367

Fig. 1. (A) Schematic drawing of the synthesis of NPG/CuO electrode. (B) CVs of NPG (red) and poly-Au (black) in 0.1 M KCl solution containing 10 mM CuCl2 at 10 mV s ? 1. (C) CVs of NPG/Cu electrode in 0.1 M NaOH at 100 mV s ? 1. (For interpretation of the references to color in this ?gure legend, the reader is referred to the web version of this article.)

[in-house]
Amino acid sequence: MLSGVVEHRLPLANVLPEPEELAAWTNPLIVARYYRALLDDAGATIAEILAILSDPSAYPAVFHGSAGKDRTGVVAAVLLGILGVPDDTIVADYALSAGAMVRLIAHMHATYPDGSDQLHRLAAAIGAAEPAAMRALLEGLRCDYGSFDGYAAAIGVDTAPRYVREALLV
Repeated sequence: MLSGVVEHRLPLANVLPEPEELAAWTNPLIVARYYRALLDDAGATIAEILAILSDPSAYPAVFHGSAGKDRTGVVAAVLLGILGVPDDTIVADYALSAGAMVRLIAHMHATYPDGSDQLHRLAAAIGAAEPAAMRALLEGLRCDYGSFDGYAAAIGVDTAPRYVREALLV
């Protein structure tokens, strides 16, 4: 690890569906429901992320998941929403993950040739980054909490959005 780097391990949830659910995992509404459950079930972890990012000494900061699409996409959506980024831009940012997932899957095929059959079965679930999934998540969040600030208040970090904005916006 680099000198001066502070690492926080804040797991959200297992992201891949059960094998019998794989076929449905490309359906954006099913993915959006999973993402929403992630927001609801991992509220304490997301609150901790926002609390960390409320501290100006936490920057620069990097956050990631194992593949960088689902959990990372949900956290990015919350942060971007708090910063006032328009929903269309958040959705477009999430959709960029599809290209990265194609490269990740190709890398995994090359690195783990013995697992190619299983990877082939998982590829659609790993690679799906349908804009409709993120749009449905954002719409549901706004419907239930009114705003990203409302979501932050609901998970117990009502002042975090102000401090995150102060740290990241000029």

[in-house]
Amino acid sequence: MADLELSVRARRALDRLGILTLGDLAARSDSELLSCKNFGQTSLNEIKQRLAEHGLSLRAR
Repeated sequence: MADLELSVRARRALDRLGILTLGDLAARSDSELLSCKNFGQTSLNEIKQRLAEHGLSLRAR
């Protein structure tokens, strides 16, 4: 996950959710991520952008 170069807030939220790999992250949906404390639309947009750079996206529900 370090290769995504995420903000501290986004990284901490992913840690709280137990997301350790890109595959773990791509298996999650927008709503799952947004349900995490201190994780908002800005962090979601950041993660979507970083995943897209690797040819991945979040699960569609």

controllable two-step electrodeposition has been adopted to fabricate NPG/CuO hybrid electrodes. Cu is ?rstly electrodeposited onto the NPG surface under a constant potential in CuCl2 solution and electrochemically oxidized into CuO via cyclic voltammetry in alkaline solution [27] (Fig. 1A). TEM and SEM results show that the NPG preserves its original bicontinuous nanoporous structure and the CuO ?lm is ultrathin (with a thickness of $ 5 nm). It is expected that the composites of NPG and ultrathin CuO ?lm would possess enhanced electrochemical activities, improved biocompatibility, larger accessible surface area and promoted electron transfer. The detailed electrochemical behaviors show NPG/CuO electrode that serves as an excellent sensitive non-enzymatic glucose sensor with a wider linear range compared to conventional CuO based on the electrodes reported in the previous literatures.